The president of the Manitoba Metis Federation (MMF) says Pope Francis’ apology for Canada’s residential schools was a heartfelt one, and will help to determine the path forward between Indigenous People and the church.
David Chartrand was part of the MMF delegation to the Vatican for an audience with the pope Thursday, which included elders, residential school survivors, and youth.
The meeting follows another historic papal apology three weeks ago, in which a group of Indigenous leaders from across Canada visited Rome to meet with the head of the Catholic Church.
“It was a very touching personal moment for us. We came with a message of hope and revitalization. … We can’t change history, but we can definitely change the future. We sent that message loud and clear to the pope,” said Chartrand at a press conference Thursday morning.
“Although he can’t go back and change it, he understands the damage that was done and he asked that we in that room and the Red River Metis forgive him and the church. He took ownership of it, and to me, that’s a very powerful way to start the healing process.
“He also said he felt shame — very strong shame — for what has happened to us.”
Chartrand said the road to reconciliation, for his people, means continuing the Metis’ longstanding connections to the Catholic church, while acknowledging the pain caused by those who perverted its message.
“People need to understand we acknowledge these were individuals that were predators — evil — and they did so much harm to so many.
“It wasn’t the church itself, it wasn’t the Bible, it wasn’t God’s way or God’s message. We know that these individuals that did this caused so much harm to so many, including the Catholic Church,” he said.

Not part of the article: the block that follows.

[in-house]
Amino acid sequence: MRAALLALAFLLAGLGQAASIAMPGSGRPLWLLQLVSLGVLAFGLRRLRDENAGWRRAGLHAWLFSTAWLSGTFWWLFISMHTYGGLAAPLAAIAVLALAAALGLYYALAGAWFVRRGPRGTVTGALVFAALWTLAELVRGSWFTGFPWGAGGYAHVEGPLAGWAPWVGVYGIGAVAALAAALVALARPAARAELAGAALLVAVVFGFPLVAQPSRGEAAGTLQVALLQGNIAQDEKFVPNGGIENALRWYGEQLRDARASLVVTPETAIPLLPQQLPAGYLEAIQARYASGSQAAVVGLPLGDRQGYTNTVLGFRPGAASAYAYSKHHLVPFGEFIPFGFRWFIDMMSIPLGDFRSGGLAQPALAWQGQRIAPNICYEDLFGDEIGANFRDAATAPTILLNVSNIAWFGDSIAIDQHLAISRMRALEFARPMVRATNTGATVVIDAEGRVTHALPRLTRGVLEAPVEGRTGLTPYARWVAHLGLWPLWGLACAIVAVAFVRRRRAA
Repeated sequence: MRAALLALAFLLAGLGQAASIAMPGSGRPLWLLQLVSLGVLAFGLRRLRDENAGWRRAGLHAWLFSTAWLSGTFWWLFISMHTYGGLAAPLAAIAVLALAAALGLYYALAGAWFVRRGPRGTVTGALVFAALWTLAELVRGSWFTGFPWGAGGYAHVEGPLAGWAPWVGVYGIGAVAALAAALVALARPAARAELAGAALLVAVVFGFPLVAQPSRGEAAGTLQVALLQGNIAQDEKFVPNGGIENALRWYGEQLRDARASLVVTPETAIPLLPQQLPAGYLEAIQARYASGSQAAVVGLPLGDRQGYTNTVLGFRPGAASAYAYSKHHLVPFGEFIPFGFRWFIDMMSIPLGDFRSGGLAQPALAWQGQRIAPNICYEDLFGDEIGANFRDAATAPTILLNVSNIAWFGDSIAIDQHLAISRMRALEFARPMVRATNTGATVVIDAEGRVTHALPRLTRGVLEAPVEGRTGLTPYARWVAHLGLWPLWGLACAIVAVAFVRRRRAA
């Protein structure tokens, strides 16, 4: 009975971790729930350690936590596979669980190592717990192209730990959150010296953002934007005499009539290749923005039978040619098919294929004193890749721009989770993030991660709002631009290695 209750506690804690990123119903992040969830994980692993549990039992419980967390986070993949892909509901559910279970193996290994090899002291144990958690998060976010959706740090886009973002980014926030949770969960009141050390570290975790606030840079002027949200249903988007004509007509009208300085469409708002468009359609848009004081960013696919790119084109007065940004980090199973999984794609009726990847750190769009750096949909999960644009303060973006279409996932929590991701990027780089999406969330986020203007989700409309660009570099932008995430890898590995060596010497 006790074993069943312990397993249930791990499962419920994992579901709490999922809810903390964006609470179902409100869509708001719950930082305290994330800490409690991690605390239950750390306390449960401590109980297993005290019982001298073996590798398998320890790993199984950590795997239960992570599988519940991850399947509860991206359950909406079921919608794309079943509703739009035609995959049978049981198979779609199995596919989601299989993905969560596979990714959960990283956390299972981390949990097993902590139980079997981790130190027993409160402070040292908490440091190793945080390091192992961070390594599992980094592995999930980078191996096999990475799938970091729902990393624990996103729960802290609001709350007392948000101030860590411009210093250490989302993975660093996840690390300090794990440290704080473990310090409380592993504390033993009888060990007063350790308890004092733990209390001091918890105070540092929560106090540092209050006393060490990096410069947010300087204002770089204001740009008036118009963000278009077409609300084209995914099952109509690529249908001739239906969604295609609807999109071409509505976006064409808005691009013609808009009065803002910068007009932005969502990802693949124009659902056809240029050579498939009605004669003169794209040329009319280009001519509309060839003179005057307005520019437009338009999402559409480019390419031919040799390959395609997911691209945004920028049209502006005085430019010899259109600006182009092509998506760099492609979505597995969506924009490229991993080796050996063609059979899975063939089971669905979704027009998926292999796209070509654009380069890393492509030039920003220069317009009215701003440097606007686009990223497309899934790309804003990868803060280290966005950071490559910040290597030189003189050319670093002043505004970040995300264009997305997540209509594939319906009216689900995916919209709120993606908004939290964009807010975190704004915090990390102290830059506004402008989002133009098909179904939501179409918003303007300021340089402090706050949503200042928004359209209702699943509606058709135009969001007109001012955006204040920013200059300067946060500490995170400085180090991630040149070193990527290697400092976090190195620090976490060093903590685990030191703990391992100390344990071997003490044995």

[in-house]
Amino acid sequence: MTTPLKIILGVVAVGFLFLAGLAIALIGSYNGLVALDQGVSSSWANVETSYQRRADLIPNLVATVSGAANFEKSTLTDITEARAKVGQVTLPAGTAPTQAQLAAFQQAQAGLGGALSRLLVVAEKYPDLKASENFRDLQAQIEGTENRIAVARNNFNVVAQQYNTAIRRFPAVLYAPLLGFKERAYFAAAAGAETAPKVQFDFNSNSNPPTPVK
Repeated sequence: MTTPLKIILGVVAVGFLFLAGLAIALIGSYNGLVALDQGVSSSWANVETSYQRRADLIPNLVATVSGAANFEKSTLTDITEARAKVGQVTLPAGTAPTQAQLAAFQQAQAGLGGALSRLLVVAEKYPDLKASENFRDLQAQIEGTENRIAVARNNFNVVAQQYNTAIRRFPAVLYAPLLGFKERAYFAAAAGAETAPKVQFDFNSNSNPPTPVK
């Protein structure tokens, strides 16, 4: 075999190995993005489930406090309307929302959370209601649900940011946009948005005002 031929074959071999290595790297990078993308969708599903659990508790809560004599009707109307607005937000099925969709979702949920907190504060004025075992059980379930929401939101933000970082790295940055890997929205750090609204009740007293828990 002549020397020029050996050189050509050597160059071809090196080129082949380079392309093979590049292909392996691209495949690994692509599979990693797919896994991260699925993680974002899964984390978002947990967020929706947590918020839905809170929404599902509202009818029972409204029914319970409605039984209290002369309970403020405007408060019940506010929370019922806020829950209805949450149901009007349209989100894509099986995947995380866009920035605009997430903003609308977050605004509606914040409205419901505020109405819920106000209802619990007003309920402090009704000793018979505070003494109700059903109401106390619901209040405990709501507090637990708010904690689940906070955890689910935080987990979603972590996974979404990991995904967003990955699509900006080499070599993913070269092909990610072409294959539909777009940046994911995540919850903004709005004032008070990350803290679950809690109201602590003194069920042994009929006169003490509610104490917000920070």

“For him to say that we should pray for him, too, was telling us that he too is human — that he too needs help, that he too needs forgiveness. … It shows that he walks with us and stands with us.”
Andrew Carrier, a minister in the MMF government who was part of the delegation, echoed the need for the church and the Metis to work together going forward, while acknowledging the pain of the past.
“We have to do a better job to protect the children wherever we are,” he said.
“We lost a lot of our culture, our languages, but we also gained a lot of our culture, (through) our spiritual connection to the church.
“We suffered at the hands of individuals who misappropriated their authority and abused the children, and that should never have happened.”
Among the gifts exchanged at the meeting, the MMF received a brass olive branch, which Chartrand said will be housed in a museum planned for the federation’s recently purchased building at Winnipeg’s famous Portage and Main intersection.
The Metis gave the pontiff gifts as well, including one that Chartrand said will help him remember they’re in this together.
“Do we go forward alone, or do we go forward together? My story and my message to my people: let’s walk together.
“That’s why we gave him a beaded pair of tiny slippers with a cross, for him to remember every time he sees it to walk with us, to be with us.”
The Indian Residential Schools Crisis Line (1-866-925-4419) is available 24 hours a day for anyone experiencing pain or distress as a result of their residential school experience.
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